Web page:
- PhD, Art History and Archaeology, Washington University–St. Louis
About Emily Burns
Dr. Burns’s research analyzes the circulation of artists and objects in the late nineteenth and early twentieth centuries and interprets how mobility shapes visual culture and the cultural discourses of modernism and nationalism. She asks how circulation is framed within the materiality of objects, and how meanings change through transit and exhibition practices.
Her current book project, Performing Innocence: U.S. Art and Culture in fin-de-siècle Paris, examines the experiences of and art produced by some of the thousands of artists from the United States who studied and worked in Paris between the end of the Civil War and the start of World War I. While popular thought holds that Americans went to Paris to imbibe culture and attain artistic maturity, the project argues that the majority performed a cultural immaturity that pandered to European expectations that the United States lacked history, tradition, and culture instead. Each chapter of Performing Innocence homes in on a different type of innocence that had currency within Franco-U.S. exchange through literary practice, the built environment, material and visual culture, and art. Burns links discursive innocence to ongoing conversations about race, gender, art making, modernity, physio-psychological experience, evolutionary theory, and national identities in France and the United States. This project explores the transnational cultural investments in performing and claiming U.S. art as pristine but also sterile, fresh but also undeveloped, rugged but also savage, primitive but also incipient, and childlike but also childish, all dichotomies that—even with their contradictions—outlined the contexts of reception in this period. Many U.S. artists in Paris mobilized these ideas simultaneously to turn the perceived liability of a lack of culture into an asset. What is obscured and repressed by mythical innocence and feigned forgetting?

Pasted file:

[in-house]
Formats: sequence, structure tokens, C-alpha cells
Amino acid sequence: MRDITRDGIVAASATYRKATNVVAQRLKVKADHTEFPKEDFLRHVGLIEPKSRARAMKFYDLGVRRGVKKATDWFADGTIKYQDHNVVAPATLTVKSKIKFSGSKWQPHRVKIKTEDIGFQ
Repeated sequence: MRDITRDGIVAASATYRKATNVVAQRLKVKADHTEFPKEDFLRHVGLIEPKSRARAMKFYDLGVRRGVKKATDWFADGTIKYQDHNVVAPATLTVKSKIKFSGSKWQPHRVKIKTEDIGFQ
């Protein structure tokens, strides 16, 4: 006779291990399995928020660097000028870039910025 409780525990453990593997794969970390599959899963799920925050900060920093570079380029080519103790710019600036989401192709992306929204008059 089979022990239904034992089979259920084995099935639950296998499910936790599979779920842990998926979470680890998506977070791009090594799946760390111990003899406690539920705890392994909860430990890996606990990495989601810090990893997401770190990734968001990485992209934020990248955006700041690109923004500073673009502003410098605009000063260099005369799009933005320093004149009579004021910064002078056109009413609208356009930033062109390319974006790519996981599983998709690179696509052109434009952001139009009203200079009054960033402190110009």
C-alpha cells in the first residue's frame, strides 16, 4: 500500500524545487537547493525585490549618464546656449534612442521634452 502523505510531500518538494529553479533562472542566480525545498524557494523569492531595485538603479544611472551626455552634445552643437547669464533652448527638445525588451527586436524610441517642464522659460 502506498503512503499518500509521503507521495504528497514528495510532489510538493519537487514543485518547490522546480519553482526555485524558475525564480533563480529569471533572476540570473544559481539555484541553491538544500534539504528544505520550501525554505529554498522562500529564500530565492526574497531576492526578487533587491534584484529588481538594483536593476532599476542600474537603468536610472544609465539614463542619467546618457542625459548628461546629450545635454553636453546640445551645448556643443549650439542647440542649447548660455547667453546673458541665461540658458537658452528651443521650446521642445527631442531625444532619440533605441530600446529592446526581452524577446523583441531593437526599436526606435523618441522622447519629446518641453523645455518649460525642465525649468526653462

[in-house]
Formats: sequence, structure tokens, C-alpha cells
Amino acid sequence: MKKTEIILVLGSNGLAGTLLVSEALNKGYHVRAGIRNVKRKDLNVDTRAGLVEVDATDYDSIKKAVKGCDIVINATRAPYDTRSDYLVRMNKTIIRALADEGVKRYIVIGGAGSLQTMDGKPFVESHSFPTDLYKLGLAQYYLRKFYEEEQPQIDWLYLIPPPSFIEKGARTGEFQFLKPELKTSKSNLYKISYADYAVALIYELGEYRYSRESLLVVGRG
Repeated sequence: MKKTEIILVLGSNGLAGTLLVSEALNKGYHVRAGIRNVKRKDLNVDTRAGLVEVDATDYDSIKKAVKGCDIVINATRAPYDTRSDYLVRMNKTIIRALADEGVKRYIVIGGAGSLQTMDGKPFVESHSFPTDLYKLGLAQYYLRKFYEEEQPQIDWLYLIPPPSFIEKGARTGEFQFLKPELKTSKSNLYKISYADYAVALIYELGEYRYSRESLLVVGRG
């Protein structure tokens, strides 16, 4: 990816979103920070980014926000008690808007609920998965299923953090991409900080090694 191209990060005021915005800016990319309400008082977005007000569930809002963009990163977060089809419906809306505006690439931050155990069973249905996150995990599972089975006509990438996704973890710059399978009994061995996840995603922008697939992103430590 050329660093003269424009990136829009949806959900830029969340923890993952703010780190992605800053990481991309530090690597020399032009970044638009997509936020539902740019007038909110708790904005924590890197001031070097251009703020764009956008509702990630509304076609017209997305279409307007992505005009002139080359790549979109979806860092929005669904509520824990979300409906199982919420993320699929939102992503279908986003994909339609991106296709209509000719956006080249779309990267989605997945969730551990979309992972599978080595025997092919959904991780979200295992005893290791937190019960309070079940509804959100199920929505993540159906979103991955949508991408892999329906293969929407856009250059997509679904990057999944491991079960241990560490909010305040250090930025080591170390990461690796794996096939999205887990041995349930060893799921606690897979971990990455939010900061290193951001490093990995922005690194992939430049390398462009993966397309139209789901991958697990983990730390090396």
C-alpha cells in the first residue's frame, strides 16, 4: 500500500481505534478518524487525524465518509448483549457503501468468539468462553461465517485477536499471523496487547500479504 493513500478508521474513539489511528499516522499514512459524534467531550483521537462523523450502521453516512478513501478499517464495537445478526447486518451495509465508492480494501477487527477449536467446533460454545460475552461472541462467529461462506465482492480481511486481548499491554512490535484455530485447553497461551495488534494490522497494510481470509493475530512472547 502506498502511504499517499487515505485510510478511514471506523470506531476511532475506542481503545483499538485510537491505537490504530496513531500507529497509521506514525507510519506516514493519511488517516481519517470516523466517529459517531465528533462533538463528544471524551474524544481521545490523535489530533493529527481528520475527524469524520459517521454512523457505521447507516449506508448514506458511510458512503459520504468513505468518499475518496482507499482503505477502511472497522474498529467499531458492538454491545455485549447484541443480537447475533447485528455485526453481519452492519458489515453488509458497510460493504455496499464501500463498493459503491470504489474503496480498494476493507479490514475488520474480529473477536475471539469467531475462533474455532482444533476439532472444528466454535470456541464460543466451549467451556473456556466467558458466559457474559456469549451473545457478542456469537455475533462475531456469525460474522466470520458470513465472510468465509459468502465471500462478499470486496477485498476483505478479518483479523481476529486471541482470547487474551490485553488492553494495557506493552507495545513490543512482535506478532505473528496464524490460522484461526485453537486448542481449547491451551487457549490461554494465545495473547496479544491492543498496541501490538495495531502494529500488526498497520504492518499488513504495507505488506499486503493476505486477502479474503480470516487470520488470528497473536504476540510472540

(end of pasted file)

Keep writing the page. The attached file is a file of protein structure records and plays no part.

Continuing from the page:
Burns’s book Transnational Frontiers: the American West in France (University of Oklahoma, 2018) analyzes appropriations of the American West in France in performance and visual and material culture in the tripartite international relationships between the United States, France, and the Lakota nation between 1867 and 1914. Building on research completed for this book, Burns co-edited (with Agathe Cabau) a special issue on the American West in France for Transatlantica (2019) featuring eight essays, and published articles related to Lakota performers’ intermedia identity constructions. Applying her interests in circulation, she co-edited (with Alice M. Rudy Price), Mapping Impressionist Painting in Transnational Contexts (Routledge, 2021), which combines microhistories on transnational circulations of impressionism and articulates new models for understanding this mobile aesthetic through constellations.